There are two major differences between a regular bunk bed and a futon bunk bed with metal frames. The futon bunk bed will use a grid of metal tubes rather than rails to support the bed mattresses. This is because futon mattresses lack rigid internal structure and would fall through rail supports. Second, many futon bunk beds use a glider frame for the bottom bunk, meaning you can fold the bottom bunk when not in use. Although this makes the process of assembling the frame a little more complicated, it is still a simple task.
Clear the floor in the room where you want the bunk bed. Assembly will take some room, and it's easier to build the frame in place than to build it elsewhere and move it.
Identify the end pieces of the frame. Set them on the floor about as far apart as they'll be when the bed is finished. Orient them so the grooves in the bottom part of the frame face inward, toward each other.
Set the spacers in place between the end pieces. Bolt them in place with the accompanying hardware. Fasten the bolts enough only so they have a firm grip. The frame should remain loose until the end of assembly.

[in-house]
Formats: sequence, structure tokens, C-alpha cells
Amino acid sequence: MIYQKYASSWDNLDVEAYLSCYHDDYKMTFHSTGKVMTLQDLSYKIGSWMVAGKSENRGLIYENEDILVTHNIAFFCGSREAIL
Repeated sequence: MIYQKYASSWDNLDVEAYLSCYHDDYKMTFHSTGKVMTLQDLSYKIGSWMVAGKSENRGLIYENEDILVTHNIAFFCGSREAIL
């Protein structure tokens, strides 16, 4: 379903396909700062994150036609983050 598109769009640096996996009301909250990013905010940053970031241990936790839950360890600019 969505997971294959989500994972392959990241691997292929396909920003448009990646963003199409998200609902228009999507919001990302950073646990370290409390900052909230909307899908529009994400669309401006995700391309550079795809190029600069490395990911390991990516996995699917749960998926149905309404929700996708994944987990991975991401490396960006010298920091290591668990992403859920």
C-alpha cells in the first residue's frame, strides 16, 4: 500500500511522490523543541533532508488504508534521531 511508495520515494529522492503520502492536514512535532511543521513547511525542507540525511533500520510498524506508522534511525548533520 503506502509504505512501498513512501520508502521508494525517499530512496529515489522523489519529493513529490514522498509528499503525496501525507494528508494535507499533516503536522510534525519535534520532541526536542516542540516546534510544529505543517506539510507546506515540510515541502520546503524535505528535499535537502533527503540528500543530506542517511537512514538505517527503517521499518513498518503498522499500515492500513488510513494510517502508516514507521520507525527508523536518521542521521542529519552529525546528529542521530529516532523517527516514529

Lay the two panels of the couch seat on the ground. Slide one edge of the seat bottom inside the forks of the edge of the seat back. Attach them using the pins or bolts that came with the kit. If applicable, tighten these bolts all the way.
Slide the assembled couch platform between the end pieces of the frame. Position it so the sliders -- the knobs on the edges of the frame -- nestle inside the grooves.
Set the top bunk platform -- usually a single piece -- in place at the top of the frame. Bolt in place using the hardware that came with the set. Tighten these bolts all the way.
Confirm that the spacers of the bottom bunk are still in the grooves, making any adjustments as necessary. Tighten the bolts in the spacers until done.
Add the futon mattresses.
Not all futon bunk beds use a glider on the bottom bunk. For those designs, attach the bottom bunk as you did the top.